Cornucopia of Resources / Guide (read Guide before asking questions):
Time spent shitposting is time spent not studying. If you're about to engage in a silly argument or off-topic discussion, close the thread instead. Use your time productively!
Persistence is the key to success. You CAN learn Japanese!
Remember, work, well done, does good to the man who does it. It makes him a better man.
I want to progress but I don't feel like it
I just keep doing my anki reps and maybe a few times a week read some pages of yotsubato tier easy Japanese
I can't even find any new masturbation material I want to translate, and when I do I usually just figure out what they are saying while doing the dirty things which are often simple one liners
To the people in the last thread talking about encodings
Why change the encoding? I'm pretty sure the best settings are to just put it on unicode and leave it there, but set the auto-detect to Japanese, then you should never have to mess with it again and I think even shift-jis pages, or whatever, will still display properly
An important part of using porn for practice is to actually ensure that you're reading each line fully, in the heat of the moment like you said it's easy to just skip and mainly interpret from context and small lines but that genuinely won't help much at all, since it'll just be sticking to what you know and not expanding your knowledge.
As for finding masturbation material, just hang around nukige/h-game threads (or just browse straight from VNDB or dlsite) and you should find PLENTY.
Reading is pretty much 100% essential so I can only say that you are very right in being troubled because not reading is pretty bad.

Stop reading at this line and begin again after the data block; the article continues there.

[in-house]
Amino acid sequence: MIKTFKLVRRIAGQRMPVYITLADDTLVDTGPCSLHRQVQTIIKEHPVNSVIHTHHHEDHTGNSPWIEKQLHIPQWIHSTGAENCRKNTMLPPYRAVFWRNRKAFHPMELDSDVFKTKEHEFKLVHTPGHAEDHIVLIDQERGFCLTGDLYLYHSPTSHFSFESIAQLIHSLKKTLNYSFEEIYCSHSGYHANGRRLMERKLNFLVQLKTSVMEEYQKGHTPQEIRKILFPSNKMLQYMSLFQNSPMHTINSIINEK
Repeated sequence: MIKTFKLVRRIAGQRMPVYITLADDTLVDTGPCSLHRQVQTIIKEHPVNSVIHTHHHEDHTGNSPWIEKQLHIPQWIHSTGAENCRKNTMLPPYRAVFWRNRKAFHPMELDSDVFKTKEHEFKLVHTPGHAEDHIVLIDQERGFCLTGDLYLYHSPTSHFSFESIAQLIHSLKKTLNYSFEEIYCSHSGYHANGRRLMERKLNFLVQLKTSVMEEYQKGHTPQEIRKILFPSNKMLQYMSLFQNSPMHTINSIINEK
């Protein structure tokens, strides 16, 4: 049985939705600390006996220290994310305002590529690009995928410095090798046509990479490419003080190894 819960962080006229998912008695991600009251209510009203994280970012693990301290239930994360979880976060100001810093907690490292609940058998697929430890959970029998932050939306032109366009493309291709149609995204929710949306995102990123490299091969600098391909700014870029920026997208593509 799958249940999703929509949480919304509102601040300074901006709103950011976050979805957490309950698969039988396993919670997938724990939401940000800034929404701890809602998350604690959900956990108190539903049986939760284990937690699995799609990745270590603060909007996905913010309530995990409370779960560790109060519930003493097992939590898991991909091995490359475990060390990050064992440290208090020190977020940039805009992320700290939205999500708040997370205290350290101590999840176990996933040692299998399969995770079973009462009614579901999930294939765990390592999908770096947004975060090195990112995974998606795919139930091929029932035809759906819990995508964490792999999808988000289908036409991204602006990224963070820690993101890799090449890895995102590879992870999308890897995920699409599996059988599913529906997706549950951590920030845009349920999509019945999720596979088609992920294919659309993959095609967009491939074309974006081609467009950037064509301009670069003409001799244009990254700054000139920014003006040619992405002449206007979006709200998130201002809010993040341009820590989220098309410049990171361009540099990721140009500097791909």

Relaxing is important, of course, but it will become a detriment to your life if your relaxation begins to interfere with personal growth, i.e. learning Japanese. Relaxation is fine, but so is stress at times. Life's not all about feeling sad, but it's also not all about feeling happy.
if you dont struggle you dont improve, just do your reps and read, talk. listen. you'll improve slowly.
fuck feeling like doing it, just do it. imagine if some one forced you to read at gunpoint.
There are lots of shades to happiness. There's the happiness of doing cocaine. The happiness of raising a good child. The happiness of eating an entire pie. The happiness of masturbating all day, eating an entire pie, and watching cartoons all day. The happiness of a cold drink of water after a hard day's work. There's degrees and shades of happiness, anon, and those who over-value relaxation and overindulge on hedonism are not like to experience many of them.
*This* is a good post, because you're being constructive. The main thing I'm worried (so to speak) about here is >>133387668 continuing to not read which will lead to fuck-all progress, in this case relaxation is akin to eating pie all day in that it only harms you. He doesn't need to stress but at the same time, taking it easy and ignoring the problem is also not good.
Okay he might struggle he might really dread doing this, but if he sticks to it, and doesn't stop, slowly and gradually makes progress, he will not regret the time he put into it. he will only regret it if he stops or half asses it.
Massive exposure to enjoyable and compelling native content
Why don't you just download the PDF in >>133386850 ? I have the same problem as you, but it loads fine in firefox's PDF viewer. The version on the page you're looking at is outdated for everything after the basic volume anyways.
Did that still not working, downloaded the pdf im fine now.
Downloaded the PDF, gotta be mediafire that fucks something up.
Thanks anyway guys.
Reposting the modified python script for the anon who requested it in the previous thread:
Sorry it took so long. Had to wait for some free time at work. Here's the revised script: https://www.sendspace.com/file/st5nnn
I added some comments to hopefully make the parameters more obvious. I've never used Anki so I can't guarantee I interpreted it correctly.
Anyway, I added a way to do two-stage simulations. It's commented in the code, but first make sure two_stage is set to True, then new_stage_start is the day you want the card number to change, and new_stage_max_cards is the new number of cards per day. To return to the original functionality of the script, just set two_stage to False. It works with Python 2 and 3.